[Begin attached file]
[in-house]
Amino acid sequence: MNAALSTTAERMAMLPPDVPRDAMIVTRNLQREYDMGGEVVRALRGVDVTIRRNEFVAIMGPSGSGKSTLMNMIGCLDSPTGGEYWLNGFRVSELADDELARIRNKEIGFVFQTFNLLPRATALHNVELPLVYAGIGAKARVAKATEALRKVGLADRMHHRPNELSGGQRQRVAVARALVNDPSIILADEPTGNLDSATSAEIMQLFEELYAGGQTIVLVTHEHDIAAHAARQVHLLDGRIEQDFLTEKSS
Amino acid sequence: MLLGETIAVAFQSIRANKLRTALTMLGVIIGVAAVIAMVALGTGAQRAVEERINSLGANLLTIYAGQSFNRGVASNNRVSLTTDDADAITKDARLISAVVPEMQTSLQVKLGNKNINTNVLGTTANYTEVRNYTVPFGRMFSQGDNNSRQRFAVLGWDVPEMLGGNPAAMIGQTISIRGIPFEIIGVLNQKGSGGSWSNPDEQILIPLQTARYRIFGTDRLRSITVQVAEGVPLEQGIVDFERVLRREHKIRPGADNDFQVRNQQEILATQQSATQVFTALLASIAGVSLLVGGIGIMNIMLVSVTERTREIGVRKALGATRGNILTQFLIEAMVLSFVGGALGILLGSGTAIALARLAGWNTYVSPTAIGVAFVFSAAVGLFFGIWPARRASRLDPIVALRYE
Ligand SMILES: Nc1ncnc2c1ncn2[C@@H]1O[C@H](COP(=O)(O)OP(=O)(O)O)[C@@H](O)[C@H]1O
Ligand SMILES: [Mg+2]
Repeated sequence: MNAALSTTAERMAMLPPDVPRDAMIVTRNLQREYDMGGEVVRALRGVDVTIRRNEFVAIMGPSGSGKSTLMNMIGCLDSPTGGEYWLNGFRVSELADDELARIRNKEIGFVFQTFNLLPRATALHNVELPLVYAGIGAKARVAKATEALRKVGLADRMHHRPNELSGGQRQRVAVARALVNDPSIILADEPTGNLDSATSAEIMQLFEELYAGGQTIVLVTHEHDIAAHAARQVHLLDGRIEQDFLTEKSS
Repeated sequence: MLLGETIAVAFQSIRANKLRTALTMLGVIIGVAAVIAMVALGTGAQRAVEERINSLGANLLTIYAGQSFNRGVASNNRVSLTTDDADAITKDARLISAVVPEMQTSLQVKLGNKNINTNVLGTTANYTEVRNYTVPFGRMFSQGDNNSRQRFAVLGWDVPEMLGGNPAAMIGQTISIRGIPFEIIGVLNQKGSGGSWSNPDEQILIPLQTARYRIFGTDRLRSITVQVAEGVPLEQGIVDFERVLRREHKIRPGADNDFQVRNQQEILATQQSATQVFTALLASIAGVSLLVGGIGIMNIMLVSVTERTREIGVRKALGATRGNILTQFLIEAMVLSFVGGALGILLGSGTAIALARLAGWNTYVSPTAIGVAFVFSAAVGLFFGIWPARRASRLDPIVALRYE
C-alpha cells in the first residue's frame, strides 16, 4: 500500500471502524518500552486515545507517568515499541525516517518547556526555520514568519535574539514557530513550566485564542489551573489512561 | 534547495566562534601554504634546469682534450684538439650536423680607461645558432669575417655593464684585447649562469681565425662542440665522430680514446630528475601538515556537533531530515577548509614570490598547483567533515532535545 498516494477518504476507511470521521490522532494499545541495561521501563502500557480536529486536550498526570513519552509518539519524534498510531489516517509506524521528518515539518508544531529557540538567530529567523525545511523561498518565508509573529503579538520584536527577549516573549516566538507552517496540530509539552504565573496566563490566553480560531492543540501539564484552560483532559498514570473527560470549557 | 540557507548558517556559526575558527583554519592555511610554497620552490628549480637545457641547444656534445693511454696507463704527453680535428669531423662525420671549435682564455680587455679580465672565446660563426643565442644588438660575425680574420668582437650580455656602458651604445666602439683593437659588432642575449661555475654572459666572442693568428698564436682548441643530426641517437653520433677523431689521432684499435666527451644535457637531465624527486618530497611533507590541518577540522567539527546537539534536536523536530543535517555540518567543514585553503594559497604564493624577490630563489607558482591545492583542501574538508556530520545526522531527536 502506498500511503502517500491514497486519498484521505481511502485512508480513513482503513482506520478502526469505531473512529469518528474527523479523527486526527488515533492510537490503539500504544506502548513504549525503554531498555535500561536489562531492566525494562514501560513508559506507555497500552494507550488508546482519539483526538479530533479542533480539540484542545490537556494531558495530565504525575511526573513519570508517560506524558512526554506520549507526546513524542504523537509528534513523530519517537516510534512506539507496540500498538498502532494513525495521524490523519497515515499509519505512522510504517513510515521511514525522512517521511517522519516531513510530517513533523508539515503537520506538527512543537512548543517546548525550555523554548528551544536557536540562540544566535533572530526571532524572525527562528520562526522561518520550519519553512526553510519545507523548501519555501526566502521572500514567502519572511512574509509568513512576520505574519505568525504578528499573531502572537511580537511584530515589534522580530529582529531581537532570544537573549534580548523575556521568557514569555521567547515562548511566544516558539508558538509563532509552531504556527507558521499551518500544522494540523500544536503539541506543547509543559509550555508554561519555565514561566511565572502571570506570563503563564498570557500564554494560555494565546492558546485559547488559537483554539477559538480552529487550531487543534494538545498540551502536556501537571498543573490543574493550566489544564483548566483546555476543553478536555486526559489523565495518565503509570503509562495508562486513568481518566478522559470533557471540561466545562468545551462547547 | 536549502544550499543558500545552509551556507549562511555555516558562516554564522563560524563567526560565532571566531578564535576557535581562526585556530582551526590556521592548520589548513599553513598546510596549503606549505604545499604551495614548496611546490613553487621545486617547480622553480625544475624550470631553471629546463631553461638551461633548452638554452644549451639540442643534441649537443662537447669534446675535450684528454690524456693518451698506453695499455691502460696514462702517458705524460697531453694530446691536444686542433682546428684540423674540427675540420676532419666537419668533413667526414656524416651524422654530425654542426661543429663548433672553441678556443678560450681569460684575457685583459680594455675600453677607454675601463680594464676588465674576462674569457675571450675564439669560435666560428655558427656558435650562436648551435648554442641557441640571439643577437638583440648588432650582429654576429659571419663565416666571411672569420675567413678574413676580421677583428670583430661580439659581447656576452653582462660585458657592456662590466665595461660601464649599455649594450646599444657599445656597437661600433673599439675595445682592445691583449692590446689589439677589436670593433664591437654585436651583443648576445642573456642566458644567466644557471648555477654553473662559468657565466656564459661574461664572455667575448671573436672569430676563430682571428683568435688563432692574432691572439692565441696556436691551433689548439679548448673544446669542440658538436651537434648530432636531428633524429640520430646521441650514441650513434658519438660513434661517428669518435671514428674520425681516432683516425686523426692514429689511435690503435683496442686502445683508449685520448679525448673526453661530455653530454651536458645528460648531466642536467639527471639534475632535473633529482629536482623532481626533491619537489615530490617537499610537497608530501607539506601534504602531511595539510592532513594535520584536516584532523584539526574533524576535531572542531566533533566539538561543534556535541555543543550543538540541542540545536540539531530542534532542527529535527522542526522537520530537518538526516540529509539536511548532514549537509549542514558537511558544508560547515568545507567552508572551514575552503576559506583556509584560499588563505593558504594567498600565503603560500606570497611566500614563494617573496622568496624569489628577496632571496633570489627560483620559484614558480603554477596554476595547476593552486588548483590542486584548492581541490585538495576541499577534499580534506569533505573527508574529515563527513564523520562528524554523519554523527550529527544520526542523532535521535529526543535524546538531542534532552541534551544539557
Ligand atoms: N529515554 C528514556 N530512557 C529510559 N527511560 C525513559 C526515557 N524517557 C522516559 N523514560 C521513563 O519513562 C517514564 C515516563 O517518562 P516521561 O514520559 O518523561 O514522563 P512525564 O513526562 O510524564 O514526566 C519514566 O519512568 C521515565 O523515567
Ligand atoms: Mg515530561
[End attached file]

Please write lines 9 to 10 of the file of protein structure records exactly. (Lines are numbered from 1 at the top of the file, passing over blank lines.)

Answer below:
Ligand atoms: N529515554 C528514556 N530512557 C529510559 N527511560 C525513559 C526515557 N524517557 C522516559 N523514560 C521513563 O519513562 C517514564 C515516563 O517518562 P516521561 O514520559 O518523561 O514522563 P512525564 O513526562 O510524564 O514526566 C519514566 O519512568 C521515565 O523515567
Ligand atoms: Mg515530561